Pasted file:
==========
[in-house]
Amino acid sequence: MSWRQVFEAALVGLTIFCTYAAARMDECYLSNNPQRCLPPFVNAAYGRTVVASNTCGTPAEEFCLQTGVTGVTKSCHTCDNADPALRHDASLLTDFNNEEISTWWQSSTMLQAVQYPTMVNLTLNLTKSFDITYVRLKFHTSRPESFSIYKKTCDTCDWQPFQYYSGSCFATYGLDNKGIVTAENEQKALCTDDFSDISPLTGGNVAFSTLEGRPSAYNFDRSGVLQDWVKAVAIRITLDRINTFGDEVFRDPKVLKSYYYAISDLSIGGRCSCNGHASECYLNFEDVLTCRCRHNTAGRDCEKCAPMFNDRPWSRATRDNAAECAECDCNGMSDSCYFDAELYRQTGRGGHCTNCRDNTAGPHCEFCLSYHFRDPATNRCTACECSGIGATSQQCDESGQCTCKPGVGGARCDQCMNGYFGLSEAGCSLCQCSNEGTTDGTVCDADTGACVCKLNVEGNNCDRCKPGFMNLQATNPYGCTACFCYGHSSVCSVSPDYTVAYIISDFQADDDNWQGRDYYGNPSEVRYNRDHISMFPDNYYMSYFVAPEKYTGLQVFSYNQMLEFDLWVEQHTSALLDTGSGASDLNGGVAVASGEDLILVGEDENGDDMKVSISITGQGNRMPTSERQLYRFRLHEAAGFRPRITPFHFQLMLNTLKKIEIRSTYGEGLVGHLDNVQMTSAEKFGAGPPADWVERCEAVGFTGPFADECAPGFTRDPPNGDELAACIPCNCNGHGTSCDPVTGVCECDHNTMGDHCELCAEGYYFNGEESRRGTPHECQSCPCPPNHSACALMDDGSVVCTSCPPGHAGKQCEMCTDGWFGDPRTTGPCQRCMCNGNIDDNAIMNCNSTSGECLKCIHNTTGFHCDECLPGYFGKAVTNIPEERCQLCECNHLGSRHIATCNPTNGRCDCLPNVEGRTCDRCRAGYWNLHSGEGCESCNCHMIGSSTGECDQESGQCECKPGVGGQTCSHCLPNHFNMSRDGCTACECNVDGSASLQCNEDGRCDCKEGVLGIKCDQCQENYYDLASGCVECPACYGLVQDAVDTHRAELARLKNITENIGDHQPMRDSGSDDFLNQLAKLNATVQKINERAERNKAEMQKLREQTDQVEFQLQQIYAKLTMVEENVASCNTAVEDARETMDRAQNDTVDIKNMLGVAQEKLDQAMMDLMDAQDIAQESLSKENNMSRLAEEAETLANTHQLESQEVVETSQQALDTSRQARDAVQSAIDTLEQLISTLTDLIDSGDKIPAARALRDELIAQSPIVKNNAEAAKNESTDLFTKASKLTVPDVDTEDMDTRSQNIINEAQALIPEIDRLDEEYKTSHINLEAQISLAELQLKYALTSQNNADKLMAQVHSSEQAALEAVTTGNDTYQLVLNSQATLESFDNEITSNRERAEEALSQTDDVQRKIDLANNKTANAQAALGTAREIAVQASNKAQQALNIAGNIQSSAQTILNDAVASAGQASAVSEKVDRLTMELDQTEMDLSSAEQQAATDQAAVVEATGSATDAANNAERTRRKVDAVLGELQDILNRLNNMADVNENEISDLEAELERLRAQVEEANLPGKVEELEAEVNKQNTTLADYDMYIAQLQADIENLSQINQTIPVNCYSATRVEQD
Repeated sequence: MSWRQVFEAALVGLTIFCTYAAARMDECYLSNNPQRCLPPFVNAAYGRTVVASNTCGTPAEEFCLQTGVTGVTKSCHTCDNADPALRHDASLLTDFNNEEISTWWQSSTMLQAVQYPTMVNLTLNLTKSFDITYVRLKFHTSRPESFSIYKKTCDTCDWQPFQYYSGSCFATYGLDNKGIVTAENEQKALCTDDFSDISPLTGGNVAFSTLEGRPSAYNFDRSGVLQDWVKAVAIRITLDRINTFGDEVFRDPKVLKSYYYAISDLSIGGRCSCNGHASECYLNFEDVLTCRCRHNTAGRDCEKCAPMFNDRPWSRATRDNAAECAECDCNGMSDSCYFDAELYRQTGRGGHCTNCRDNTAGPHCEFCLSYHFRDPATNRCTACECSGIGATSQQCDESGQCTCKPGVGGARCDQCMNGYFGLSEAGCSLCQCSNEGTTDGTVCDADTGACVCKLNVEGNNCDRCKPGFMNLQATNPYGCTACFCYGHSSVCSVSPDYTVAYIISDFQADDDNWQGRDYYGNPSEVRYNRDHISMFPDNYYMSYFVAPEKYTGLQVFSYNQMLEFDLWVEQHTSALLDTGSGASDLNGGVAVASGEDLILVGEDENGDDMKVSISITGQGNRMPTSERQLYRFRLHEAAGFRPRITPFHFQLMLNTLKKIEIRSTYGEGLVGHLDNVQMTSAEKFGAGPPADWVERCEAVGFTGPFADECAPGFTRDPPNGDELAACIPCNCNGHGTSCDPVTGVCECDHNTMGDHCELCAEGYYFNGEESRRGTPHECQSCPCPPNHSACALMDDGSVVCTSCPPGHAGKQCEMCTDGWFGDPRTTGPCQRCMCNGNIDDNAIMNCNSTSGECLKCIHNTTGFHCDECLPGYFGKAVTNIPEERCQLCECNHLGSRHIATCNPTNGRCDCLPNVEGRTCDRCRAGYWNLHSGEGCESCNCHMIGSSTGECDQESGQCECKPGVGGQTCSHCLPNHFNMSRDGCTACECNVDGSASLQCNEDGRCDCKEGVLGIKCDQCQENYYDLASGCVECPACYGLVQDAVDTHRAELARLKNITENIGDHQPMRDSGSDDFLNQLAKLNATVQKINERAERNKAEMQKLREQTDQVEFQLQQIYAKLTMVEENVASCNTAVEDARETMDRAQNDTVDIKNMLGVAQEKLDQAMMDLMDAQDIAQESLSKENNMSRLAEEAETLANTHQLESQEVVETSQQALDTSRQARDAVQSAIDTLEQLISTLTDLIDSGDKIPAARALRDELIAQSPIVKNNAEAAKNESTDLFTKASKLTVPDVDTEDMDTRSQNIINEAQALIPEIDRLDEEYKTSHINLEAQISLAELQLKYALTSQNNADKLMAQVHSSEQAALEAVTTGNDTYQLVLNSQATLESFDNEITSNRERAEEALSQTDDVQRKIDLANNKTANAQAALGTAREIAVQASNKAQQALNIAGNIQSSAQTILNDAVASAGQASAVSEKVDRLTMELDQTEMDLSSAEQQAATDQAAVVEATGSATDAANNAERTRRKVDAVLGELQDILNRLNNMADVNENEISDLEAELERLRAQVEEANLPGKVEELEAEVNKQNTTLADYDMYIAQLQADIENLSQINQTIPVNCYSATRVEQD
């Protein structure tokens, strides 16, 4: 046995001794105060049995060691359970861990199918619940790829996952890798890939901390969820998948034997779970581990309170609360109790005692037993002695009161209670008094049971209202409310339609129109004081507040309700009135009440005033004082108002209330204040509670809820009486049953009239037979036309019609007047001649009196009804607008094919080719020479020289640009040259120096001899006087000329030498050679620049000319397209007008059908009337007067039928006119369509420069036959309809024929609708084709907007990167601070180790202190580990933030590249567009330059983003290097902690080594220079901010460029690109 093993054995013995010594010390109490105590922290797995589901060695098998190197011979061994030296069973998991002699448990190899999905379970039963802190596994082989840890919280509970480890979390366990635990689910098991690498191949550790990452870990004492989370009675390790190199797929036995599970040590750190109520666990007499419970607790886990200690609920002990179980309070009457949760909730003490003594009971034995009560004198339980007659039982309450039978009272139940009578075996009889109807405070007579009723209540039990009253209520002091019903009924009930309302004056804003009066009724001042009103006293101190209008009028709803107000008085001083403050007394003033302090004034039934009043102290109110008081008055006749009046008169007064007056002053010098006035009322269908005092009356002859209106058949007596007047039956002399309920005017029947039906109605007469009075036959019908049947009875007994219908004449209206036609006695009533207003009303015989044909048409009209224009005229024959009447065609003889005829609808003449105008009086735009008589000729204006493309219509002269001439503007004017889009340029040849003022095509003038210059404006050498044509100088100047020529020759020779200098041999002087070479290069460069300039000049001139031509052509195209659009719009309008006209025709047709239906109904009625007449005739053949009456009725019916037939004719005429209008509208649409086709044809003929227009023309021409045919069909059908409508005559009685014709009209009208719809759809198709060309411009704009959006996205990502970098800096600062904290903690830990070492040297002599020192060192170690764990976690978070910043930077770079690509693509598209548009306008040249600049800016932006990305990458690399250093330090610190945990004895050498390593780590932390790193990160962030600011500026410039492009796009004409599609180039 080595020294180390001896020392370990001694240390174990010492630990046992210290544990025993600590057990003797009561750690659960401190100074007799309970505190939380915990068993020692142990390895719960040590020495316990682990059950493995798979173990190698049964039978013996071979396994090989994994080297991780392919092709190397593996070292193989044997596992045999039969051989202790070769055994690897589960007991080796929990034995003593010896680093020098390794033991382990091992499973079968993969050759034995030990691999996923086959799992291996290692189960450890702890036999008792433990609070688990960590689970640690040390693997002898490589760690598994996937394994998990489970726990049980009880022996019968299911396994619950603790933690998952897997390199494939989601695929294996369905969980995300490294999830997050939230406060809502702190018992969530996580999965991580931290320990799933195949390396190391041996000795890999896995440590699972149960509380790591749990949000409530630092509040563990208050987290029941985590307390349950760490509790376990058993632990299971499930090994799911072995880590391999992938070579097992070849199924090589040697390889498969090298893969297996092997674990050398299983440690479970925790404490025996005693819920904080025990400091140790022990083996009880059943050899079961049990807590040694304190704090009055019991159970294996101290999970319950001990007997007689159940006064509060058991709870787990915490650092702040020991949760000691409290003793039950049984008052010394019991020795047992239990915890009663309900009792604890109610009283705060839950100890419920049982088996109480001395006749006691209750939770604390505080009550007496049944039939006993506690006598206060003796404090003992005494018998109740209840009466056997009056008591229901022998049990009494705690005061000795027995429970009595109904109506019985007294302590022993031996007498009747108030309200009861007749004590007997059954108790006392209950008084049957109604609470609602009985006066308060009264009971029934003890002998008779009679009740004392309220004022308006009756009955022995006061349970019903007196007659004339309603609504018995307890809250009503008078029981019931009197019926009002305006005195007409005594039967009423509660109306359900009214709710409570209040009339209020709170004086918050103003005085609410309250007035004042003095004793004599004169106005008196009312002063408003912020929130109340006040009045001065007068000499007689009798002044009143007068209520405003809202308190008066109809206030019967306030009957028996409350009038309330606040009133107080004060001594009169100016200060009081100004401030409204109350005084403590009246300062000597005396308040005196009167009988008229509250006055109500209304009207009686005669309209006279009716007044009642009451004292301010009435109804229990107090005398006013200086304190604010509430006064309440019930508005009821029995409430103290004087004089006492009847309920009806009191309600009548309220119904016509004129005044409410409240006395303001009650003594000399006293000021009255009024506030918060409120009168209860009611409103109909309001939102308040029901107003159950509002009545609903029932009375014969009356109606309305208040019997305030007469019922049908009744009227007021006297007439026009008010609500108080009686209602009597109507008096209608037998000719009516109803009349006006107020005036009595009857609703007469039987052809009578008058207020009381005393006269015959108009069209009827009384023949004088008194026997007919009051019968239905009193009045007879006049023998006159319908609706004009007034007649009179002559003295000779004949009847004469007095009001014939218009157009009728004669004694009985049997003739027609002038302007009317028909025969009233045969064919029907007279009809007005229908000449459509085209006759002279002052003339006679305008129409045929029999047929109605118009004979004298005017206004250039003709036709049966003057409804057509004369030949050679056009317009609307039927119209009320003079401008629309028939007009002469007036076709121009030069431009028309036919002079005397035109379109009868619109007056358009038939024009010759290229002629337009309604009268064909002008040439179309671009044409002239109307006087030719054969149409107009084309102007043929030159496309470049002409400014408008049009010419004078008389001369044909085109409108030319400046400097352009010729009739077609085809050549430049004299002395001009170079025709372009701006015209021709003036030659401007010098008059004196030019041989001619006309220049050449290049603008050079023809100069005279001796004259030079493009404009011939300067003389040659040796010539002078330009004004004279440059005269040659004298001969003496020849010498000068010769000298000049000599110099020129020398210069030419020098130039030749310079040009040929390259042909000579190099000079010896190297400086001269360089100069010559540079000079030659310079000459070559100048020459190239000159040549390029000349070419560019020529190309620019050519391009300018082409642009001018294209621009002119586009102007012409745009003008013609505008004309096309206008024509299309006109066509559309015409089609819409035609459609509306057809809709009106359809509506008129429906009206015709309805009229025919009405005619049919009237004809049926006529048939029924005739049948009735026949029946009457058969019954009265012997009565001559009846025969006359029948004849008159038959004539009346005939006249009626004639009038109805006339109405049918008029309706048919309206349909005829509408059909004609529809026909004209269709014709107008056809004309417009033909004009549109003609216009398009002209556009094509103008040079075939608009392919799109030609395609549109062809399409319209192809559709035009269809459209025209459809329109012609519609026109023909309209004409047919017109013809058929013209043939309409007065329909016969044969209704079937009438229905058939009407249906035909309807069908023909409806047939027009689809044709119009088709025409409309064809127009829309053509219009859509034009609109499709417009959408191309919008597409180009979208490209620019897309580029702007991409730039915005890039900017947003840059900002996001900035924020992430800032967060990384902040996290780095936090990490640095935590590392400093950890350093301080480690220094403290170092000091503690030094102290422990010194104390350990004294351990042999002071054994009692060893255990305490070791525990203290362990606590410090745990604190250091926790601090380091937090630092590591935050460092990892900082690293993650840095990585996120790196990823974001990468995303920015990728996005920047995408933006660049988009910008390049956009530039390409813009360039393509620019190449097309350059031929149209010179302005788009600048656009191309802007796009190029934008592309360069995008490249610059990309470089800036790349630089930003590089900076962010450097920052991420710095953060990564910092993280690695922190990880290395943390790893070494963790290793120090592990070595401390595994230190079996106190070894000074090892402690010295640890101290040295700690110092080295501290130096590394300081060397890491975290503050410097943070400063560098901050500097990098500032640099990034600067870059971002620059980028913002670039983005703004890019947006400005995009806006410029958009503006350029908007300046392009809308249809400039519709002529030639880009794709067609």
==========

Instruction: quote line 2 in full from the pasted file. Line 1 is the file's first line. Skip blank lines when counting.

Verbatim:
Amino acid sequence: MSWRQVFEAALVGLTIFCTYAAARMDECYLSNNPQRCLPPFVNAAYGRTVVASNTCGTPAEEFCLQTGVTGVTKSCHTCDNADPALRHDASLLTDFNNEEISTWWQSSTMLQAVQYPTMVNLTLNLTKSFDITYVRLKFHTSRPESFSIYKKTCDTCDWQPFQYYSGSCFATYGLDNKGIVTAENEQKALCTDDFSDISPLTGGNVAFSTLEGRPSAYNFDRSGVLQDWVKAVAIRITLDRINTFGDEVFRDPKVLKSYYYAISDLSIGGRCSCNGHASECYLNFEDVLTCRCRHNTAGRDCEKCAPMFNDRPWSRATRDNAAECAECDCNGMSDSCYFDAELYRQTGRGGHCTNCRDNTAGPHCEFCLSYHFRDPATNRCTACECSGIGATSQQCDESGQCTCKPGVGGARCDQCMNGYFGLSEAGCSLCQCSNEGTTDGTVCDADTGACVCKLNVEGNNCDRCKPGFMNLQATNPYGCTACFCYGHSSVCSVSPDYTVAYIISDFQADDDNWQGRDYYGNPSEVRYNRDHISMFPDNYYMSYFVAPEKYTGLQVFSYNQMLEFDLWVEQHTSALLDTGSGASDLNGGVAVASGEDLILVGEDENGDDMKVSISITGQGNRMPTSERQLYRFRLHEAAGFRPRITPFHFQLMLNTLKKIEIRSTYGEGLVGHLDNVQMTSAEKFGAGPPADWVERCEAVGFTGPFADECAPGFTRDPPNGDELAACIPCNCNGHGTSCDPVTGVCECDHNTMGDHCELCAEGYYFNGEESRRGTPHECQSCPCPPNHSACALMDDGSVVCTSCPPGHAGKQCEMCTDGWFGDPRTTGPCQRCMCNGNIDDNAIMNCNSTSGECLKCIHNTTGFHCDECLPGYFGKAVTNIPEERCQLCECNHLGSRHIATCNPTNGRCDCLPNVEGRTCDRCRAGYWNLHSGEGCESCNCHMIGSSTGECDQESGQCECKPGVGGQTCSHCLPNHFNMSRDGCTACECNVDGSASLQCNEDGRCDCKEGVLGIKCDQCQENYYDLASGCVECPACYGLVQDAVDTHRAELARLKNITENIGDHQPMRDSGSDDFLNQLAKLNATVQKINERAERNKAEMQKLREQTDQVEFQLQQIYAKLTMVEENVASCNTAVEDARETMDRAQNDTVDIKNMLGVAQEKLDQAMMDLMDAQDIAQESLSKENNMSRLAEEAETLANTHQLESQEVVETSQQALDTSRQARDAVQSAIDTLEQLISTLTDLIDSGDKIPAARALRDELIAQSPIVKNNAEAAKNESTDLFTKASKLTVPDVDTEDMDTRSQNIINEAQALIPEIDRLDEEYKTSHINLEAQISLAELQLKYALTSQNNADKLMAQVHSSEQAALEAVTTGNDTYQLVLNSQATLESFDNEITSNRERAEEALSQTDDVQRKIDLANNKTANAQAALGTAREIAVQASNKAQQALNIAGNIQSSAQTILNDAVASAGQASAVSEKVDRLTMELDQTEMDLSSAEQQAATDQAAVVEATGSATDAANNAERTRRKVDAVLGELQDILNRLNNMADVNENEISDLEAELERLRAQVEEANLPGKVEELEAEVNKQNTTLADYDMYIAQLQADIENLSQINQTIPVNCYSATRVEQD